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Enabling Zero Trust in the Software Supply Chain

Providing cutting-edge data-enabled solutions to the Intelligence and Defense Communities.

To combat supply chain threats, a combination of technical and behavioral techniques can help thwart our adversaries and protect our nation's data networks.

HERNDON, VIRGINIA, UNITED STATES, April 18, 2024 /EINPresswire.com/ -- By Kara Zajac, CISSP and William Smith, CISSP – Crimson Phoenix, LLC

Crimson Phoenix LLC, headquartered in the DC/Virginia area, provides supply chain management, recommendations, and improvements in support of multiple government programs and is pleased to contribute this article as part of April’s Supply Chain Integrity Month.

Recent supply chain compromises have caused major organizations to rethink software security. A recent example was Log4Shell, a critical vulnerability within the Apache Log4j software package that allowed attackers to conduct Remote Code Execution (RCE) attacks on vulnerable software applications using this library. The Log4Shell vulnerability, CVE-2021-44228, affected over 38,000 unique applications and forced vendors to quickly create, test, and distribute patches to their software applications. Another major software supply chain compromise happened in 2020, when Russia’s Foreign Intelligence Service (SVR), compromised SolarWinds. This compromise resulted in a malicious software update to the Orion IT monitoring and management software distributed to 18,000 customers, including Cisco, VMware, Microsoft, and several government agencies. These supply chain threats highlight two critical issues that are difficult to fix. While this problem may seem expansive, a combination of technical and behavioral techniques can combine to thwart our adversaries and protect our nation's data networks.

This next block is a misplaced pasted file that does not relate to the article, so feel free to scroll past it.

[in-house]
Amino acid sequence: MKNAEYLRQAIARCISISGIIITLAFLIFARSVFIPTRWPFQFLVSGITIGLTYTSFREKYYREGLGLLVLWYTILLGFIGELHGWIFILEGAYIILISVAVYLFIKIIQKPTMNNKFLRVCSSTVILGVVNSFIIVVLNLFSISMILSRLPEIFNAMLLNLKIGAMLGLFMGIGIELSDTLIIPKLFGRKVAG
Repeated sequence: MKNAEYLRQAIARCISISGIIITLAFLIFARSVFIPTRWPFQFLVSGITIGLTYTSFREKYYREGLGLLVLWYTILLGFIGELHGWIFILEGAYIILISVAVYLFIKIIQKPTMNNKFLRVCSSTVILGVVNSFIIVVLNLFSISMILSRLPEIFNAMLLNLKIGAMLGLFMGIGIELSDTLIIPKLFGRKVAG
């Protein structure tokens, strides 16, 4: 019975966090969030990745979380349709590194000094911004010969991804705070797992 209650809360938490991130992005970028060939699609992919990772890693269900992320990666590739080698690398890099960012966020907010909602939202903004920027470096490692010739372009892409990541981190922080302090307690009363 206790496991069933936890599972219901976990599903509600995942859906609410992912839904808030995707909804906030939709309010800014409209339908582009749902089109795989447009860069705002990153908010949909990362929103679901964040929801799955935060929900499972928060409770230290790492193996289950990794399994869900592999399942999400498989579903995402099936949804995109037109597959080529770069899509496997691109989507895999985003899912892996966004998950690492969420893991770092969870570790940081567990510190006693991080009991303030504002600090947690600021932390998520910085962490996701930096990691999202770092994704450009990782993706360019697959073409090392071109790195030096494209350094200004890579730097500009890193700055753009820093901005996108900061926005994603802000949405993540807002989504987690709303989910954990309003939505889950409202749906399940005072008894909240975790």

The first example highlights issues with establishing and maintaining trust within the supply chain. The Log4Shell vulnerability was present in thousands of software applications already vetted and considered trusted. Difficulties in triaging and patching the vulnerability were exacerbated by the lack of Software Bill of Materials (SBOM) listing all application components. To remediate the Log4Shell vulnerability, thousands of software vendors had to update their applications and each organization had to download and apply those updates to their systems. This resulted in a race for organizations to identify all effected software applications in use and implement vendor patches when they became available. Many organizations took the approach of trying to apply patches as quickly as possible, issuing orders to mitigate the vulnerability within 30 days. This task is complicated by historically lengthy change management processes requiring multiple approvals before implementation on production systems.

The SolarWinds example illustrates another challenge with the current cybersecurity supply chain infrastructure. A malicious patch was introduced to production systems through signed and vendor-trusted software. The malicious patch was not identified within the lengthy patch and change management processes, demonstrating the default action is to trust the approved vendor.

Both incidents highlight the challenges with patch and change management best practices. These issues with supply chain security are compounded when vendors use open-source libraries within their software applications, particularly when a SBOM is not present. This makes it extremely difficult to secure the next link in the supply chain. In a Zero-Trust Supply Chain (ZTSC) environment, patches and applications are untrusted by default.